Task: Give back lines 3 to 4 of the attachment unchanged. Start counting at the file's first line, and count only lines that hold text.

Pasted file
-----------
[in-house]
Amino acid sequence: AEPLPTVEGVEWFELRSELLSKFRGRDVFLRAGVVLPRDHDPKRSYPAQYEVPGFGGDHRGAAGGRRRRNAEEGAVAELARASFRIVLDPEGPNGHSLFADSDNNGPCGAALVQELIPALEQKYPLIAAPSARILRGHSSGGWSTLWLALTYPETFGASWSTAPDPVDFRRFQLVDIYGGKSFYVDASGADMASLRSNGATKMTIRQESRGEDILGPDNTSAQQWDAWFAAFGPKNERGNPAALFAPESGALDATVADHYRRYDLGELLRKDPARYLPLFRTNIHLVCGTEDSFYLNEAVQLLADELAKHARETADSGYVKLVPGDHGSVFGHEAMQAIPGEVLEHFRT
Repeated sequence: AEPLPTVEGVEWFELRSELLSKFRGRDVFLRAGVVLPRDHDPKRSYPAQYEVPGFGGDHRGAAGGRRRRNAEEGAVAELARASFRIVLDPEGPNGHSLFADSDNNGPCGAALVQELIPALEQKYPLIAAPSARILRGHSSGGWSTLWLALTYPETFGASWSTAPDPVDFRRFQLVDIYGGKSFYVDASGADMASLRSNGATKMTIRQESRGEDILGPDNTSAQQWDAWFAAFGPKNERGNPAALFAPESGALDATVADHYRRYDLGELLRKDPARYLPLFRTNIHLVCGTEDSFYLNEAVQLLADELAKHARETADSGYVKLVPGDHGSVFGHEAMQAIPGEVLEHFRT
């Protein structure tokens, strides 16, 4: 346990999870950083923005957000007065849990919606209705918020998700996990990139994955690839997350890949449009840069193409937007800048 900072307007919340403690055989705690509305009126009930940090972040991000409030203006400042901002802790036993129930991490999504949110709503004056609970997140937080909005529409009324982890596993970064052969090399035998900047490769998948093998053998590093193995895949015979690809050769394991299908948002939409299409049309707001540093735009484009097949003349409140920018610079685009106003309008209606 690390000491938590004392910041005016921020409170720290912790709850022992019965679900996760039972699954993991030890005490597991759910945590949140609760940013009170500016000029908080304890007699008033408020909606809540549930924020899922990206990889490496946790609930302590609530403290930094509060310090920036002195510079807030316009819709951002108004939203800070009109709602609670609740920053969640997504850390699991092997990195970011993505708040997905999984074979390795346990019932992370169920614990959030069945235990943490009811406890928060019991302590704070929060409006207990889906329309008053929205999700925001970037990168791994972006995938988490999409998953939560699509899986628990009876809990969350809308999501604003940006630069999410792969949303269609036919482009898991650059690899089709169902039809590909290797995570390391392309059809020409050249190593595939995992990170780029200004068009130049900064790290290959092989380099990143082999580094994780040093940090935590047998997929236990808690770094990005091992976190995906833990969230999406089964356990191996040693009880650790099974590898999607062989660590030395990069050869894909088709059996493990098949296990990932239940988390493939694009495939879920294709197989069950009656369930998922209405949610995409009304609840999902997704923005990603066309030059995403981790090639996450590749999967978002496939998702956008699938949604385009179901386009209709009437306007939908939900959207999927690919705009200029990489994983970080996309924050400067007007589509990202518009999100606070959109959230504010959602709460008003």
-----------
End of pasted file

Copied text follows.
Repeated sequence: AEPLPTVEGVEWFELRSELLSKFRGRDVFLRAGVVLPRDHDPKRSYPAQYEVPGFGGDHRGAAGGRRRRNAEEGAVAELARASFRIVLDPEGPNGHSLFADSDNNGPCGAALVQELIPALEQKYPLIAAPSARILRGHSSGGWSTLWLALTYPETFGASWSTAPDPVDFRRFQLVDIYGGKSFYVDASGADMASLRSNGATKMTIRQESRGEDILGPDNTSAQQWDAWFAAFGPKNERGNPAALFAPESGALDATVADHYRRYDLGELLRKDPARYLPLFRTNIHLVCGTEDSFYLNEAVQLLADELAKHARETADSGYVKLVPGDHGSVFGHEAMQAIPGEVLEHFRT
């Protein structure tokens, strides 16, 4: 346990999870950083923005957000007065849990919606209705918020998700996990990139994955690839997350890949449009840069193409937007800048 900072307007919340403690055989705690509305009126009930940090972040991000409030203006400042901002802790036993129930991490999504949110709503004056609970997140937080909005529409009324982890596993970064052969090399035998900047490769998948093998053998590093193995895949015979690809050769394991299908948002939409299409049309707001540093735009484009097949003349409140920018610079685009106003309008209606 690390000491938590004392910041005016921020409170720290912790709850022992019965679900996760039972699954993991030890005490597991759910945590949140609760940013009170500016000029908080304890007699008033408020909606809540549930924020899922990206990889490496946790609930302590609530403290930094509060310090920036002195510079807030316009819709951002108004939203800070009109709602609670609740920053969640997504850390699991092997990195970011993505708040997905999984074979390795346990019932992370169920614990959030069945235990943490009811406890928060019991302590704070929060409006207990889906329309008053929205999700925001970037990168791994972006995938988490999409998953939560699509899986628990009876809990969350809308999501604003940006630069999410792969949303269609036919482009898991650059690899089709169902039809590909290797995570390391392309059809020409050249190593595939995992990170780029200004068009130049900064790290290959092989380099990143082999580094994780040093940090935590047998997929236990808690770094990005091992976190995906833990969230999406089964356990191996040693009880650790099974590898999607062989660590030395990069050869894909088709059996493990098949296990990932239940988390493939694009495939879920294709197989069950009656369930998922209405949610995409009304609840999902997704923005990603066309030059995403981790090639996450590749999967978002496939998702956008699938949604385009179901386009209709009437306007939908939900959207999927690919705009200029990489994983970080996309924050400067007007589509990202518009999100606070959109959230504010959602709460008003």